From WCPO Cincinnati, Ohio
By John Matarese
March 4, 2017
Thousands of Tri-Staters have made the switch to Cincinnati Bell Fioptics, as an alternative to cable TV.
It includes your internet, home phone (with the same number you always had) and TV channels, often at a lower price than Spectrum Cable offers.
But some of those customers got an unwelcome surprise during this past week’s big storms.
Landline was a lifeline
Since Alexander Graham Bell invented the telephone, a home phone was a lifeline during a crisis, with that copper line always on even when the electric was out.
Sheryl Pockrose recently signed up for a Fioptics package, assuming her phone would remain the same — even though her internet service changed from Spectrum (formerly Time Warner) to Cincinnati Bell.
“To me, having a home phone is not a luxury. It’s a necessity during an emergency,” she said.
But the Covedale, Ohio woman claims only after she switched to Fioptics did she learn her phone would not work in a power outage. When her new fiber setup was installed, her old copper landline wire was disconnected.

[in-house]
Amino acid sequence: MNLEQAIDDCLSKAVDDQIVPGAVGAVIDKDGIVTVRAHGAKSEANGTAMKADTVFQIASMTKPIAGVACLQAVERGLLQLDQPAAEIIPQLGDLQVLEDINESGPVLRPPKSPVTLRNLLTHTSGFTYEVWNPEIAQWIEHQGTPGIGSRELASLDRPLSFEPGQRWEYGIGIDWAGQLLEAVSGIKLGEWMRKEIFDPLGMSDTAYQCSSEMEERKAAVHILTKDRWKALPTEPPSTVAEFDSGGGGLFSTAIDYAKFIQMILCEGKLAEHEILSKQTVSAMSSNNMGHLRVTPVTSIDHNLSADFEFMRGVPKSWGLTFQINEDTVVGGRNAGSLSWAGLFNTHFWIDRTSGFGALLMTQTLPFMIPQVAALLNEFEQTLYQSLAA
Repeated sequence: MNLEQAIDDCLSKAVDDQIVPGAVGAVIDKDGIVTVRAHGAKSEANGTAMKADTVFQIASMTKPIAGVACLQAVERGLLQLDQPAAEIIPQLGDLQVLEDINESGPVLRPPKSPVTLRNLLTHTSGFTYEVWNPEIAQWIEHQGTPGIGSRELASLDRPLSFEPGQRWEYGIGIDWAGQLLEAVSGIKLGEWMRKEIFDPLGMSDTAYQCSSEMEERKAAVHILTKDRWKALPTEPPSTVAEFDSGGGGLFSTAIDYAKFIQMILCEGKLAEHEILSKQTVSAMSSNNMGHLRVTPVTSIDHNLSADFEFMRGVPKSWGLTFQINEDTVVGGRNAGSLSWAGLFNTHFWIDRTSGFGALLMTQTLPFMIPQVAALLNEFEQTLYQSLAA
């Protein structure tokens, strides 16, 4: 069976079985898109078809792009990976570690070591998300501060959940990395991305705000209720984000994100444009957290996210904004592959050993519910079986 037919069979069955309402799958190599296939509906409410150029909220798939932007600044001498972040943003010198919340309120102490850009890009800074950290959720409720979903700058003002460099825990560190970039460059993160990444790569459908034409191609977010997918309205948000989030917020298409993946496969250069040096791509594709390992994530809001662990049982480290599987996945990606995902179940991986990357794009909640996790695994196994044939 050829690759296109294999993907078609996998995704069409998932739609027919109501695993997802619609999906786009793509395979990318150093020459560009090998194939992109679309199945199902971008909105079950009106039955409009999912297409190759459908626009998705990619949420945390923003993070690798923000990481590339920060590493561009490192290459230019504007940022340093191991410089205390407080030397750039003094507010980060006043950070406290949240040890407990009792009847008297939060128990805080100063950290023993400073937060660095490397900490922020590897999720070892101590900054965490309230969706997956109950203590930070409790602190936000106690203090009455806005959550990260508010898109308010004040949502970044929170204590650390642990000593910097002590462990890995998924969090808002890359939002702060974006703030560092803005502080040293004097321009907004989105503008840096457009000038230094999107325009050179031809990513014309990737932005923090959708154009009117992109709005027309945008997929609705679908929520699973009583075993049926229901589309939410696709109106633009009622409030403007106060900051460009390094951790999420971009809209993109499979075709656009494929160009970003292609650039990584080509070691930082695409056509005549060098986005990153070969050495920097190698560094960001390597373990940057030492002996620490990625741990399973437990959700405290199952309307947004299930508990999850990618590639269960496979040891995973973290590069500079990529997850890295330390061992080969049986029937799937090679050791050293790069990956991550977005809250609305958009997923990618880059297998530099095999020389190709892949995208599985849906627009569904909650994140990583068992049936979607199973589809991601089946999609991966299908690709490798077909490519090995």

But she claims no one told her at the time, until she received a letter a month later.
“We all received a letter saying your telephone will not work if the power goes out. Even though it is still a landline connected to the wall,” she said.
Cheryl says several friends of hers lost power and phones in this past week’s storms and got a real surprise.
“They were using their devices and laptops to say, ‘Hey we’re OK, there’s trees down, but we just found out our phones don’t work.'”
All VOIP phones need electric power
In fairness, it is not just Cincinnati Bell. Time Warner Cable, now Spectrum, also has Voice over internet Protocol, or VoIP, telephones that require a modem and electric power to work.
Last year, Chantel Oliver of Fairfield, Ohio asked me why fiber phones are considered an advancement.
“I consider it a downgrade, because when the power goes out, you have no phone,” she said.
Cincinnati Bell tells us most customers now have a cell phone for backup, but if you are concerned, they can sell you a battery backup kit for $100 [which only gives a limited amount of calling time].
Pockrose thinks it should be standard.
“I think that upgrade should include a battery backup for all customers,” she said.
But at this point it’s not, so if your phone line is now Fioptics or cable phone, make sure you have a charged cell phone in a storm; that way, you stay connected and you don’t waste your money.
“Don’t Waste Your Money” is a registered trademark of Scripps Media, Inc. (“Scripps”).
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